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Learning To Live With Change And Loss This January

The opinions expressed in this article are the writer’s own and do not reflect the views of Her Campus.
This article is written by a student writer from the Her Campus at KCL chapter.

Just a disclaimer but this article touches upon sensitive topics such as death and grieving which some readers may wish to steer clear of. For those who stay, I hope this can help you to feel less alone, or at least comforted in the knowledge that there are ways to move through the strange juxtaposition of newness and endings that January brings.

January: suddenly the biting weather is no longer Christmassy, and skies scudded with one endless, grey shawl are no longer festive. Confetti clings damply to the pavement; infinite tubs of leftovers need cleaning and putting away; you can only catch a fading trace of fireworks on a passing breeze, and then it’s gone. Pocketing your list of New Year’s resolutions, already crumpled and falling apart, you take a deep breath, inhaling alteration, and exhaling a past self.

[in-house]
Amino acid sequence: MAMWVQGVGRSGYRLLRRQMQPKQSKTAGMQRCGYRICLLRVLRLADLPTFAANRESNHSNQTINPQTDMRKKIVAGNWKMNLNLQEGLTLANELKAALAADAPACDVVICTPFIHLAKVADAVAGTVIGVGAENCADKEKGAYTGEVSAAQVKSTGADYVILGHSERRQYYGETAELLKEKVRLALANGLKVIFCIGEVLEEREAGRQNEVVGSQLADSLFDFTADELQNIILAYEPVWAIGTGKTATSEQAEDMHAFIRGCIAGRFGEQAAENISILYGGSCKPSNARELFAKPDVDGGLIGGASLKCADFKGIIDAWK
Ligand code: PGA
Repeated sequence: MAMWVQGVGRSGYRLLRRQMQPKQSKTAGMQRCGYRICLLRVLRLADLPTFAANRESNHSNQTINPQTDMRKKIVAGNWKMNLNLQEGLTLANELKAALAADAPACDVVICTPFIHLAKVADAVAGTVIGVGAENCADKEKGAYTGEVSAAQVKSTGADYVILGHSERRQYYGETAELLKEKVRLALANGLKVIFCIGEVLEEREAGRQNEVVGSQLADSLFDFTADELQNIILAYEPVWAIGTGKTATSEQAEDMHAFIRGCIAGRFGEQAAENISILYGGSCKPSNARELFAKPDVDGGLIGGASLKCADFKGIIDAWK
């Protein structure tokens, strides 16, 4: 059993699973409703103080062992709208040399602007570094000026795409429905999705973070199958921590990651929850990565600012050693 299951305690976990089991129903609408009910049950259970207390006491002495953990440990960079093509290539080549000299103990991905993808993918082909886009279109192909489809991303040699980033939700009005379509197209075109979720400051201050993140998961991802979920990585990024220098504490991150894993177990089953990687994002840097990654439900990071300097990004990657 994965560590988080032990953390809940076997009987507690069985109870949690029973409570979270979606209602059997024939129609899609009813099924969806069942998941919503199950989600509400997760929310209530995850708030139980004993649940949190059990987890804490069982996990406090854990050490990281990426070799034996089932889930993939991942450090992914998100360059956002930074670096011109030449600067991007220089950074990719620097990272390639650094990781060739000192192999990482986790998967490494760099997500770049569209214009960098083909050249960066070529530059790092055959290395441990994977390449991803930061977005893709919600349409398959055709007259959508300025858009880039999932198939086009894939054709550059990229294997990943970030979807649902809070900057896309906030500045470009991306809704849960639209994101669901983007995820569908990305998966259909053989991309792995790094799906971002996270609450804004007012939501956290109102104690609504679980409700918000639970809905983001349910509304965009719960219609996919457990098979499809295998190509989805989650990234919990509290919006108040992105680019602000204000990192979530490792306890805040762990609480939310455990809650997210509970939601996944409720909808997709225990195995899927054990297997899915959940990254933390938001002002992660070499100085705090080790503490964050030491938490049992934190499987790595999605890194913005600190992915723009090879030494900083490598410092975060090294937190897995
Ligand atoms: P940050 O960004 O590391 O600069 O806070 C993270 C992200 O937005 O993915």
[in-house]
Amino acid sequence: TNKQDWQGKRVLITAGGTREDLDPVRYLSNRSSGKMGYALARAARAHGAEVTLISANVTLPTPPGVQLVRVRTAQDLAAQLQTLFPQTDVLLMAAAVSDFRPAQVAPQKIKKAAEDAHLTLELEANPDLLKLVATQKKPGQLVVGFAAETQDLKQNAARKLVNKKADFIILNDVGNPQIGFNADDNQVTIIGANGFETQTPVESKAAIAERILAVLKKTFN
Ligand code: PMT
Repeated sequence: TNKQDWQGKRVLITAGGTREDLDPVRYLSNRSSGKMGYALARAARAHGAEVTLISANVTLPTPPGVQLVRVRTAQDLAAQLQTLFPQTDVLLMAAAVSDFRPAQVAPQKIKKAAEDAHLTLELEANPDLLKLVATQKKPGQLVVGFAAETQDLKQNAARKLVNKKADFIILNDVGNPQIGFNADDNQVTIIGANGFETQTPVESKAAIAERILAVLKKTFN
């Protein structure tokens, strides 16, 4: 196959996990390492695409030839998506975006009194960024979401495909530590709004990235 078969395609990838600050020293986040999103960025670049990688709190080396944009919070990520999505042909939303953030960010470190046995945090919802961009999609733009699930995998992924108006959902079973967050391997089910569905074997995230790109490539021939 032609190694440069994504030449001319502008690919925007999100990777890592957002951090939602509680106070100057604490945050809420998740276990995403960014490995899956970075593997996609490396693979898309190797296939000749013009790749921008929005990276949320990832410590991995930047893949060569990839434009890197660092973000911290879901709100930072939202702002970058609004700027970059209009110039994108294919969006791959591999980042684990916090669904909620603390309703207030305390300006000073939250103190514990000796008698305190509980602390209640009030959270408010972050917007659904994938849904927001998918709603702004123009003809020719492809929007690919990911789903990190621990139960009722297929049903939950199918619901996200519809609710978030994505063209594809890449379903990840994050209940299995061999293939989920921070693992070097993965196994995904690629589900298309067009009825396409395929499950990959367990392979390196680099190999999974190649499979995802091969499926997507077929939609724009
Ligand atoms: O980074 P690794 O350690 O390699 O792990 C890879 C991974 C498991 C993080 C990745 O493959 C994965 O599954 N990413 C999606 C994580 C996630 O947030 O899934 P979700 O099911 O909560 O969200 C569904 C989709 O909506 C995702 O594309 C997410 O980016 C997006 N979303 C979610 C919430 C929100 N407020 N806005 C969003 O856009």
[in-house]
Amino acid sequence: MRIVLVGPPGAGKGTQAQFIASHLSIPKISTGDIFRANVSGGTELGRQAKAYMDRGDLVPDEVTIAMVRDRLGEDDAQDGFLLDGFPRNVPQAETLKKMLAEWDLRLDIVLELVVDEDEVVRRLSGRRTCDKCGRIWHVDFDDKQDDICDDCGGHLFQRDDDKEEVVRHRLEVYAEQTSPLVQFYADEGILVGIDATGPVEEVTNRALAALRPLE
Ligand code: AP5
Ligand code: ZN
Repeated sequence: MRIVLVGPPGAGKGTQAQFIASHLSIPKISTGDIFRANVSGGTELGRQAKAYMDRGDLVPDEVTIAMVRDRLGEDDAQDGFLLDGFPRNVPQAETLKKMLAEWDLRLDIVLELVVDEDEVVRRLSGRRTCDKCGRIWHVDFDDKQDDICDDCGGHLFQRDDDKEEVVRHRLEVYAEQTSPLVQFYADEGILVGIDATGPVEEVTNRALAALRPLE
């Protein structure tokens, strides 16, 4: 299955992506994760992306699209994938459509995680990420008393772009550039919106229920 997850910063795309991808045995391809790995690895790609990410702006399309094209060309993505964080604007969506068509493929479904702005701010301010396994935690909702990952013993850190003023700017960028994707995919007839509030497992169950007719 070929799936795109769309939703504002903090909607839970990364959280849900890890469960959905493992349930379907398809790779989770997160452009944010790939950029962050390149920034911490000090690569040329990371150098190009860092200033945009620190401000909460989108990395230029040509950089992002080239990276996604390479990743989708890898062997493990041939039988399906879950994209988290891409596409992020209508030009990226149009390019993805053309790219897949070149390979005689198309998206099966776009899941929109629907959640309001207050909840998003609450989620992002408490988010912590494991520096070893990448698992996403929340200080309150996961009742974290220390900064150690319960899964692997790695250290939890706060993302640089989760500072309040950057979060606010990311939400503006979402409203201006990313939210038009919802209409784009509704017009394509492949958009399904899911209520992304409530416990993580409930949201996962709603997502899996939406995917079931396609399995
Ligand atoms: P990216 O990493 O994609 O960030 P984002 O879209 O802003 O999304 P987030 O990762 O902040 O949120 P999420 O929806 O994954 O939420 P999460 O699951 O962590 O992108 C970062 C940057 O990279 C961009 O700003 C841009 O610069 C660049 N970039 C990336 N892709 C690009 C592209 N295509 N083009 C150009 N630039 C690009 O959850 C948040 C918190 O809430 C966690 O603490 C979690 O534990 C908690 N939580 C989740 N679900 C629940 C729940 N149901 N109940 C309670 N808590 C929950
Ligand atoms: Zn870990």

As the Earth completes the revolve of its orbit, we are asked to evolve, to change. But just as January is a time of regeneration, it is also a time of loss. The Independent claims that the first month of the year holds a greater number of deaths than any other time; many people are shedding their New Year’s sequins and slipping into mourning attire. In my own life, I lost my beloved Grandmother or “Ma” on the morning of Burns Night, a poignant date for a Falkirk woman who loved poetry. As Ma remained in the Princess Alice Hospice for the month leading up to her passing, the traditional time of rebirth was tinged by strange feelings of grief and uncertainty.

Particularly being a young person dealing with loss in the New Year, the experience was isolating. Most people my age may not have had a close family member pass away, and it is easy to feel misunderstood. While the New Year’s parties raged on, I curled up at home with my siblings, lighting a candle, and toasting our family matriarch in her last days.